Review: Duckpond (The Old 505 Theatre)

Venue: The Old 505 Theatre (Newtown NSW), Oct 22 – 26, 2019
Playwright: Tabitha Woo
Director: Alison Bennett
Cast: Danen Engelenberg, Melissa Hume, Rizcel Gagawanan, Rudolf Hendrikx, Samantha Lambert
Images by Alex Smiles

Theatre review
Ingrid seems to have survived a plane crash, except she wakes up in a surreal landscape, and begins to see things in a very different light. In Duckpond, playwright Tabitha Woo interrogates the notion of reality, with a particular interest in the way religion and technology not only construct meanings for our existence, but are in fact totalitarian determinants of how we perceive the world. We are ducks in a pond designed by false gods and technocrats, unable to swim out of a paradigm created by others, for the benefit of others.

It is an evocative allegory, charmingly illustrated, in a play enjoyable for its absurdity, if slightly too coy with its humour. Alison Bennett’s idiosyncratic direction delivers a production memorable for its kooky style, with frequent disruptions to theatrical conventions, that help us look into the nature and origins of normality as a general concept. Actor Melissa Hume offers an effective blend of ordinariness and inquisitiveness, in her depictions of a state of awakening, as flight attendant Ingrid begins to discover the artifice behind everything that wishes to pass as real. Her companion is a duck, played by Rizcel Gagawanan, sprightly and amusing with her representation of blissful ignorance.

Humans have an interminable desire for truth, but we are often distracted by the comfort of certainty. Capitalistic forces seduce us with that numbing gratification of phoney answers that they provide, in the form of certainties that rarely contain more than a semblance of truth. They know that when we stop questioning, we are turned into complacent consumers and obedient subjects, easily manipulated to serve their interests, as we languish in a perpetual and frustrating blindness.

5 Questions with Rizcel Gagawanan and Melissa Hume

Rizcel Gagawanan

Melissa Hume: If the story of your life was written as an internet article, what would its clickbait headline be?
Rizcel Gagawanan: I hope it would be very similar to articles about Kim Convenience‘s Simu Liu –  “My Life from Anxiety-ridden Accountant to Marvel’s next Superhero”.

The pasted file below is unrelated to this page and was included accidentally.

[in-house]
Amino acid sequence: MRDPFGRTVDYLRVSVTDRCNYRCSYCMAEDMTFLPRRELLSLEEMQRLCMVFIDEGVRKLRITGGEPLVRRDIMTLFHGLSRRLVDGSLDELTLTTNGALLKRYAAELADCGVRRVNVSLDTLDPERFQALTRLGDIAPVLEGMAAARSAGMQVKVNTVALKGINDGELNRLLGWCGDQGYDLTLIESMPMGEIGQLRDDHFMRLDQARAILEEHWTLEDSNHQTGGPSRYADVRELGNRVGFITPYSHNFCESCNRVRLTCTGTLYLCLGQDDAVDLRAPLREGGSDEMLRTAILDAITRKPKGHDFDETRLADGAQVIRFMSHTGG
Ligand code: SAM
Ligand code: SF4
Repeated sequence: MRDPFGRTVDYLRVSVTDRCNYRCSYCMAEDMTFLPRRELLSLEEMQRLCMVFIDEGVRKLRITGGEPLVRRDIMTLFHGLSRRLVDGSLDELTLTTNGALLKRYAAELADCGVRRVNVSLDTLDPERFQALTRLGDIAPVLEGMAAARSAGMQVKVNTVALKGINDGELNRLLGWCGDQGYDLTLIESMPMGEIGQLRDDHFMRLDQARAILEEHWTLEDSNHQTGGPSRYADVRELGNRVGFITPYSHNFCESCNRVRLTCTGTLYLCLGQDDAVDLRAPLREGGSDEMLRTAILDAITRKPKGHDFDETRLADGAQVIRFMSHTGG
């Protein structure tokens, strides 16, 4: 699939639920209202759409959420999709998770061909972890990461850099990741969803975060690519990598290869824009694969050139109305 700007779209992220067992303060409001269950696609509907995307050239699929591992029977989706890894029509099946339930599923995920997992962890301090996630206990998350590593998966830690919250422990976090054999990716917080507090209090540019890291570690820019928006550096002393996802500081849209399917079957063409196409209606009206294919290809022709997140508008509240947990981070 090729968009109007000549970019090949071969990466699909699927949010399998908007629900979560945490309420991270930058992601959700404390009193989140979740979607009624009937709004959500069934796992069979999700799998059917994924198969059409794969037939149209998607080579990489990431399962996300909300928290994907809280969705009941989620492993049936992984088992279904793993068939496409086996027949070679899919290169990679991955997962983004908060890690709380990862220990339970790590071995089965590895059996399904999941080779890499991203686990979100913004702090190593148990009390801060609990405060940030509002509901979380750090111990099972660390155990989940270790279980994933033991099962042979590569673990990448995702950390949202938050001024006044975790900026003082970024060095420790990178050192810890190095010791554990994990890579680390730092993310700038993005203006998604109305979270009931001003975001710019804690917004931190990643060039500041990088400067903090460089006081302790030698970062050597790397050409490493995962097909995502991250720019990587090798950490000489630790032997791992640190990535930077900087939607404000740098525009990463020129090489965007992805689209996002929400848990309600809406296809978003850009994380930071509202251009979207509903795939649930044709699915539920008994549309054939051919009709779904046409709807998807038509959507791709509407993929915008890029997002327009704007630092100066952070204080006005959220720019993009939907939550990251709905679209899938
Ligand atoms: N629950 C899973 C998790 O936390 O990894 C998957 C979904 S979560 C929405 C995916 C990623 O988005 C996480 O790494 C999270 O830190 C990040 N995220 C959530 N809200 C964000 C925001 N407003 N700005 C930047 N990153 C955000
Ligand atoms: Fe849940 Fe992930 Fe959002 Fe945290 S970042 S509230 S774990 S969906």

One of the themes Duckpond investigates is how we use distraction as a coping mechanism – do you consciously or unconsciously distract yourself and what are your go-to phone/internet distractions?
I’m always consciously and unconsciously distracting myself. Instagram! Instagram! Instagram! Then a bit of Facebook. Some puppy and foodie videos. Then back on Instagram.

Why are you an artist/actor/performer?
The answer to this constantly changes for me, but in all realness, storytelling and play give me the most joy. I also do this because I want other people who are like me to see that being an artist/actor/performer is possible. 

You recently gave up social media for a week as a personal goal for the Equity Wellness Challenge – how did you find the experience?
It was very difficult. Not being on Instagram and Facebook made me feel so disconnected from the world that it gave me anxiety and a sense of FOMO. I wanted people to know what I was up to and I wanted to know what other people were up to. The experience made me realise how addicted I am to Instagram and how it distracts me from being present in the moments I’m in. I’m not fully recovered because I’m still Insta-storying like a 14-year-old. But I’m more aware of it now. Hopefully someday I’ll ease off it more. 

In what ways can you relate to your character Duck and what have you found challenging?
I relate to Duck’s love of bread. I love all types of bread. To be honest I love bread more than rice (yes, very un-Asian of me. It’s blasphemous). Another thing I relate to but also found challenging was Duck’s addiction and submission, and her journey in breaking out of it. It brought to light my own addictions that I hide behind and the indoctrinated beliefs that once controlled my view of the world. 

Melissa Hume

Rizcel Gagawanan: If you could only live on bread alone, what type of bread would you choose?